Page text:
New Zealand columnist Rosemary McLeod also points to the problem, although without any concrete solution:
Raising the social status of scientists
By contrast to Deen, I doubt very much that any women pant after Stephen Wolfram, the balding and totally average-looking maths genius, now middle-aged, who wrote his first book on particle physics at the age of 14 and had a PhD at 20.A lot of should, but no way of getting there from here. Science, alas, isn't generally seen as all that alpha in the only metric that matters in the long run.
I mention this because somewhere in the great system of evolution there is a definite glitch that needs to be explained in a hurry if our species is to work out how to survive in this world we currently make such a mess of.
It is the likes of Wolfram we should be aiming our simpering selves at, surely, rather than an average Joe with a single, rather common ability that requires almost no IQ.
We should be wanting to breed - if sex still has any relation to reproduction - with blokes who are not only clever, but also rich.
We should thrill to words like "cosmology" and "quantum field theory", then, for the very good reason that we haven't a clue what they mean, but guess that they may come in handy one day.
Rugby, on the other hand, does not lack for social approbation.
On Saturday, New Zealand learned that we had lost one of our greatest minds. Sir Paul Callaghan, the 2011 New Zealander of the Year, held many accolades including being a Principal Companion of the New Zealand Order of Merit. His list of credentials are as long as they are impressive. However, despite this, his death and ultimate loss to New Zealand was relegated to the fourth most important news item on both One News and 3 News, something I thought was worth lamenting.It's lamentable, but perfectly understandable. Media plays to what the public wants in a competitive marketplace. And here they want rugby and mostly reckon scientists a bunch of tosser eggheads who should be forced to find real jobs. Not that it's particularly better anywhere else.
Only 11 days earlier, another Companion of the New Zealand Order of Merit member passed away. His death lead both bulletins. This of course was Jock Hobbs: former All Black and the man who has been bestowed the honor of saving New Zealand rugby and of securing the 2011 Rugby World Cup hosting rights.On the day the Jock Hobbs died, both networks deemed the story as being more ‘important’ (i.e. higher up in the bulletin) than news of a major breach of privacy at ACC, the conflict in Syria, the Urewera 4 trial, Asia Air X ending its service to Christchurch, the Ports of Auckland strike and the Chris Cairns libel case.Compare this to when Sir Paul Callaghan passed away, One News thought the return of a sporting event to Christchurch, the refit of a sports stadium and an incident involving a hot air balloon in which everyone was safe were more important. 3 News had the jailing of a Kiwi duped into smuggling cocaine in Argentina, the cost to rent a house in Auckland and President Obama’s statement about a killed teenager in Florida.Re-read that list of stories again. Is it not appalling? Is it not disrespectful? Could you go as far as asking if it’s fair, balanced or even reasonable?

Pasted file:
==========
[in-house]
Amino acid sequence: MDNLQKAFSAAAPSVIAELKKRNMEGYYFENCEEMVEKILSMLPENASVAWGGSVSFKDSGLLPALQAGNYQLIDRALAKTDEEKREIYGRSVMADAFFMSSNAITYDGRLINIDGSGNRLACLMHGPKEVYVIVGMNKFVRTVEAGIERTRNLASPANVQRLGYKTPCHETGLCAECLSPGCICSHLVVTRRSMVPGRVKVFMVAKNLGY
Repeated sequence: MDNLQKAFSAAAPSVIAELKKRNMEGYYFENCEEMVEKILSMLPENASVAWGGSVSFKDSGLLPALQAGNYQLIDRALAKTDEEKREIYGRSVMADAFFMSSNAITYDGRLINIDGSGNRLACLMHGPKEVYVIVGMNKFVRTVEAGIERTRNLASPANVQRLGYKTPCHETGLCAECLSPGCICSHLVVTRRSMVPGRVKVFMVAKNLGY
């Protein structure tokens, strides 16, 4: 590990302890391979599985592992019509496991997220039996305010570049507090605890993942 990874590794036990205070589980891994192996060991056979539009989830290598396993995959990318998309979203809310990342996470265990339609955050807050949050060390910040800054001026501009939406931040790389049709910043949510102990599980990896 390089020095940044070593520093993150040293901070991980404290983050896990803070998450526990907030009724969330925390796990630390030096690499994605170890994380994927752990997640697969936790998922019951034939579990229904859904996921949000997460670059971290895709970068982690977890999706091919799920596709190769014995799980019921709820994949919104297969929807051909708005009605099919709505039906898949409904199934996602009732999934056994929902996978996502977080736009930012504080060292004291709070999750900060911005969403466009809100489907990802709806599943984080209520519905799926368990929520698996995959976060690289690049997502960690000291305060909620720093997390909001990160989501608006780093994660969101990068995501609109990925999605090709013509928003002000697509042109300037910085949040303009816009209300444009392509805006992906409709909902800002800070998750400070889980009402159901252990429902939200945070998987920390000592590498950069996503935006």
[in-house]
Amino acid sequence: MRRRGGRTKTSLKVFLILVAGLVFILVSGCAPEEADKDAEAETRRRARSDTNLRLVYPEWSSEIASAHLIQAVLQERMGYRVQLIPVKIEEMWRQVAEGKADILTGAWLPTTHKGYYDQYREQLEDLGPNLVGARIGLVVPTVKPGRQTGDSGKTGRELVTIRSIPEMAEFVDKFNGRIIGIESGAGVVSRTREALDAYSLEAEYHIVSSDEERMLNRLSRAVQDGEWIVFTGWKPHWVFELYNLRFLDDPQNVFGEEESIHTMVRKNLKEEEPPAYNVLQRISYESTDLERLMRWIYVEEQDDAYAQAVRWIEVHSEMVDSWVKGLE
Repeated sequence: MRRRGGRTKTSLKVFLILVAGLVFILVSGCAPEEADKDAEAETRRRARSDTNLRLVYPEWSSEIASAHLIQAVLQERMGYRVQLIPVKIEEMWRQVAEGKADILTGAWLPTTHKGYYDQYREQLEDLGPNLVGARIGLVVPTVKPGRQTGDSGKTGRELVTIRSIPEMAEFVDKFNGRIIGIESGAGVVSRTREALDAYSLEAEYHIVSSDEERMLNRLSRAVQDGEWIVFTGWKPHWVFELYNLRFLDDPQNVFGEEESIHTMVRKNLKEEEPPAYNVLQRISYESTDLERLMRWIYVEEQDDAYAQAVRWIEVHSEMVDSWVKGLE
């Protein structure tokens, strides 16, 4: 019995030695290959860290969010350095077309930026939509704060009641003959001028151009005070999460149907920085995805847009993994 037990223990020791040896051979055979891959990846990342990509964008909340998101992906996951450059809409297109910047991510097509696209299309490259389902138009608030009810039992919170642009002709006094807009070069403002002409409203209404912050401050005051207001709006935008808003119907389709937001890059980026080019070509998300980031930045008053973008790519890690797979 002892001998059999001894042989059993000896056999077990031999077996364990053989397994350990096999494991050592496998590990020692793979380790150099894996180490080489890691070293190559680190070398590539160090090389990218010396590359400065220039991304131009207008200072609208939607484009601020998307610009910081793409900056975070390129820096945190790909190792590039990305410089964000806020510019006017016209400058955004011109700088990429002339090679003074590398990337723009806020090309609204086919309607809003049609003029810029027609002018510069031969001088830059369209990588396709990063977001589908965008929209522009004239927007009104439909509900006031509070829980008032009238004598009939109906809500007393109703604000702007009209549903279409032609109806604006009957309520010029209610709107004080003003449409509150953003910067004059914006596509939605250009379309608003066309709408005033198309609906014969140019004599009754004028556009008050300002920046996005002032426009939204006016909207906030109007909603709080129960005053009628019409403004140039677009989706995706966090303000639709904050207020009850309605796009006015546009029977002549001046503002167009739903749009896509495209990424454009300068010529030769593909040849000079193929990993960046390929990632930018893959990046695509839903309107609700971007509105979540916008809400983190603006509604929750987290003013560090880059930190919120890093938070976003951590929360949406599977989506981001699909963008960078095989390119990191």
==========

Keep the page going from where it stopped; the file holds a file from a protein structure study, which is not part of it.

We'll know things have changed when scientists have groupies. I'm not betting on its ever happening. I remember stories about one socially obtuse grad student (a few years ahead of me in school, and who will remain nameless) who went around introducing himself to ladies saying "Hi! I just had this paper published! I wrote this!" He was, unsurprisingly, unsuccessful. But I'd expect an athlete of similarly poor social skills would have found more success by saying "Hi! Look at my MVP ring!"